It all happened very quickly, almost unbelievably quickly. Just a few months before 1901 Opening Day there was no American League team designated for Boston. For that matter, the American League itself was more a draft plan than a true rival league. The speed with which league architect Ban Johnson built on the framework he had is breathtaking to recount. Somers was key. As Fred Schuld notes in his biography of Somers, the man was known as the “good angel of the American League” for his financial backing of Johnson and his crucial support in launching at least four of the eight teams in the league: Cleveland, Chicago, Philadelphia, and Boston. The placement of a team in Boston to go up against the National League’s Boston Beaneaters came relatively late in the process of founding the new league. Initially, as Johnson’s vision began to take shape, there had been no plan to field a team in Boston. A franchise was planned for Buffalo but with only months to go before the season would open, Johnson decided to go head-to-head in Boston instead, and once he did, he acted fast.

Boston was the eighth and final city selected as home for a club in the new American League. And once they decided to take on the National League in Boston, they had to find a place where they could play. Only by finding an appropriate site for a baseball field would the American League truly decide to place a team in Boston. Had Johnson and his associates not found a good location, the league would have placed its eighth club in either Buffalo or Indianapolis.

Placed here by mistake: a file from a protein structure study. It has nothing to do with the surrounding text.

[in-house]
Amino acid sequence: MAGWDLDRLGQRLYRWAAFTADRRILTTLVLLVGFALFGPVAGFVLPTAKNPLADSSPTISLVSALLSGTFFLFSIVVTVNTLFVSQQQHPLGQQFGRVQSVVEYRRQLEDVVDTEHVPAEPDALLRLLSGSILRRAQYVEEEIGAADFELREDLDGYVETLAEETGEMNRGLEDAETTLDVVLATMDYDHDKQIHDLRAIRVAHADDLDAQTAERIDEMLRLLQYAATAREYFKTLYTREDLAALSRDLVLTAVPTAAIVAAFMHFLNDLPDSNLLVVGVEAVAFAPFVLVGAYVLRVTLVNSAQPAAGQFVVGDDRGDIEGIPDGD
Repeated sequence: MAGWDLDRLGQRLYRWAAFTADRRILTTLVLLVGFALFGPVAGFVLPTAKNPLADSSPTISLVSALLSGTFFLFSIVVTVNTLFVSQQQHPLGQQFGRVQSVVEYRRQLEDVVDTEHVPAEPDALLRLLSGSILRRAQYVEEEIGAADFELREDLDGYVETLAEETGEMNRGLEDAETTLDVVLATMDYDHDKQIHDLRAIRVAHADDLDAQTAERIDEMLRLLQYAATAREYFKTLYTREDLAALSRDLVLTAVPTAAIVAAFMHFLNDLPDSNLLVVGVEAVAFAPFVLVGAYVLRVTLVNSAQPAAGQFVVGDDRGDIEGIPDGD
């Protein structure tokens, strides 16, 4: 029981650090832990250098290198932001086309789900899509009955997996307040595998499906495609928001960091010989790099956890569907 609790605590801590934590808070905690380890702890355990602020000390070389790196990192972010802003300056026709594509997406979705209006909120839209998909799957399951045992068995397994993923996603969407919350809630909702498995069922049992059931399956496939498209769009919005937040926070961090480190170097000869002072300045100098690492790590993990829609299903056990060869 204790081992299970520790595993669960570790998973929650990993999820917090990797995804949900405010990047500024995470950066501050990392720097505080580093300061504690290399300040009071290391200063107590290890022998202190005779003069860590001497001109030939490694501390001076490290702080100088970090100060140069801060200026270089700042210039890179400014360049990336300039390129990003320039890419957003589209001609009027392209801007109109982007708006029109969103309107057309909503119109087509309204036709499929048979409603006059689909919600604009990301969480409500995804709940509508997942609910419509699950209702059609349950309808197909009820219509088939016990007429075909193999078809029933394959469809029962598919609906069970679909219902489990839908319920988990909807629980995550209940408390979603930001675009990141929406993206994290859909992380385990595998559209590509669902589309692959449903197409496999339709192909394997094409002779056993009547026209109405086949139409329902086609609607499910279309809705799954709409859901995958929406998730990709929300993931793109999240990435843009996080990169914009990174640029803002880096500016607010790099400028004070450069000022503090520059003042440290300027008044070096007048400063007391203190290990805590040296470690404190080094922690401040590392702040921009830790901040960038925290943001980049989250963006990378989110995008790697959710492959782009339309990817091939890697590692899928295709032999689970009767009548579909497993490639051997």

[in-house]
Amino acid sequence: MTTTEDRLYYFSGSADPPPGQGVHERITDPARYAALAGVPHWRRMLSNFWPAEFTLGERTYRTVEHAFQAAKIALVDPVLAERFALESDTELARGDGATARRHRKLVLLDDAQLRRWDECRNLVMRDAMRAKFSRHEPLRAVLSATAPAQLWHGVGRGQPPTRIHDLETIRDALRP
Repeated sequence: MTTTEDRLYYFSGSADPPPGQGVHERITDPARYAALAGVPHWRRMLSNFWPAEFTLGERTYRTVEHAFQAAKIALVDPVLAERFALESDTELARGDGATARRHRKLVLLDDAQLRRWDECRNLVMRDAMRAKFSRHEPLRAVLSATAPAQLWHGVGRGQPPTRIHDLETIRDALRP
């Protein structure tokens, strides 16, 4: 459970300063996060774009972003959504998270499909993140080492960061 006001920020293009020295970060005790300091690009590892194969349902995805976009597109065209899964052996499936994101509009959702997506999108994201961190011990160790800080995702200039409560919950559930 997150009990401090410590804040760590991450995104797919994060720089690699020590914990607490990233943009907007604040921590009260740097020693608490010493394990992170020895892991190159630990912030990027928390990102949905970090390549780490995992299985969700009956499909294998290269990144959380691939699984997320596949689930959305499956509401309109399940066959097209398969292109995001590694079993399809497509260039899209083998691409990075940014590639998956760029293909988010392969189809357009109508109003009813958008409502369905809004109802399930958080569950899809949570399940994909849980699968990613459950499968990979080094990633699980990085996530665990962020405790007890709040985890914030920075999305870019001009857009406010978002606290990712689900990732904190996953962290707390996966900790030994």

As he relied on Somers to help, Ban Johnson also enlisted Connie Mack’s help in creating the American League - and Mack was initially involved in one way or another with not only his own Philadelphia Athletics, but also with the Boston team. In turn, Connie Mack looked to John S. Dooley and Hugh Duffy for assistance.

The story, as Dooley set it down, went thus: In the fall of 1900, Johnson came to Boston to see if it were feasible to situate a charter American League franchise in a city already known for its passionate interest in baseball. He set up shop in the Old South building on Washington Street and sought out veteran baseball man Hugh Duffy, holding a number of meetings with him. Dooley was an enthusiast of the game and active in business in Boston. He sat in on a few of the meetings. Lining up the players would be easier than finding a suitable location for the ballpark. Duffy had previously considered a position as a principal with a group which could have frustrated any A.L. effort – a proposed American Association team to be placed across the river from Boston in Cambridge in an attempt to fend off an American League incursion. SABR researcher Doug Pappas found that the National League’s Arthur Irwin had leased the Cambridge property in a pre-emptive move to try and keep out the upstart league, but the lease was structured such that it would expire if the property were sold. Duffy declined to join the effort to head off the A.L., arguing, “The grounds are too far out. They are in Cambridge and will not draw from Boston. Harvard students might patronize the club, but that is about all.”[i]